“The findings of the IPCC reaffirm those of the Climate Change Commission and confirm why this Government is right to prioritise climate action.”  Continue reading

NZ’s warmest June on record – why climate change research is regarded as critical

The June Climate Summary was published today, showing last month was the warmest June on record for the country.

The average temperature was 2.0°C above average, the 13th time this has happened since 1909.

Several records were broken with 24 locations having their warmest June on record.

The highest temperature was 22°C at Hastings on June 26 and Leigh on June 19.

Taranaki is still leading the sunniest location table.

The data were being posted at much the same time as AgResearch Research Director Trevor Stuthridge was describing the recently released advice of the Climate Change Commission as an endorsement of the research being done to support agriculture’s shift to lower emissions.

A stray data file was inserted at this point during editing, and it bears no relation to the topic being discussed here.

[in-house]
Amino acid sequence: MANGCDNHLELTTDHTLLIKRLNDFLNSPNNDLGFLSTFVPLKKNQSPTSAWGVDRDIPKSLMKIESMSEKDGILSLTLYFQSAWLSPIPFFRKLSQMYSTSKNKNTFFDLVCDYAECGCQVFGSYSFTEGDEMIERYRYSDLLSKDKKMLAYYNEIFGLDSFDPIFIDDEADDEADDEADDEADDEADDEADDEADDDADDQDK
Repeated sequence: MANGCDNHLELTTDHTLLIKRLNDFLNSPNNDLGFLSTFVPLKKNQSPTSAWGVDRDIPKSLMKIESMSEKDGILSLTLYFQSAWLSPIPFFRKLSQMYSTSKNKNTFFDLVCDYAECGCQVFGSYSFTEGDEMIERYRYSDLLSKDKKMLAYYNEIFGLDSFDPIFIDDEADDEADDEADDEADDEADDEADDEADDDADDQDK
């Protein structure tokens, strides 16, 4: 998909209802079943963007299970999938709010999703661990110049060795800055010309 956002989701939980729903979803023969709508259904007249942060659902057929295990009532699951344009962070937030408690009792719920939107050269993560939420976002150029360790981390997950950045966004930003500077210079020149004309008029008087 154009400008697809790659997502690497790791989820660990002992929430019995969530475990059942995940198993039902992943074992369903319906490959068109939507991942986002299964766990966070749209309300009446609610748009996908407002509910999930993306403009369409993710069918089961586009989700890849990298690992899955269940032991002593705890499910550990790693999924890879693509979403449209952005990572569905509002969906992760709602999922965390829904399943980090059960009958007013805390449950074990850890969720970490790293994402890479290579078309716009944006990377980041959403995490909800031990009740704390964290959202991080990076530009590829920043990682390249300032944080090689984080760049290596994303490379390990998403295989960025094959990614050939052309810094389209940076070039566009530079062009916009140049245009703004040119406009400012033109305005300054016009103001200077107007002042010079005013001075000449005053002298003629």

The Climate Change Commission was established to provide advice to the Government about the paths to meeting New Zealand’s climate change targets. Continue reading

Climate scientists are making shift to a new “normal”

NIWA climate scientists are redefining what’s normal when it comes to the weather.

A team of technicians and researchers are embarking on a major project to update New Zealand’s “Climate Normals” that will take at least six months to complete.

Climate Normals are what scientists define as an average statistic based on a 30-year timespan. So when climatologists describe rainfall amounts as “above normal” or temperatures as “below normal”, they are currently comparing the figures to a 30-year average of data collected between 1981 and 2010.

Climate Normals are important because they act as a benchmark against which recent or current weather observations can be compared and are also widely used as a representation of the most likely climate conditions for a given location and time of year.

But soon “normal” will shift to the new 30-year timespan between 1991 and 2020. The change has been prompted by the World Meteorological Organization (WMO) which determines the 30-year period as the accepted statistical convention. Updating to the new 30-year time period is a requirement for all WMO member countries around the globe.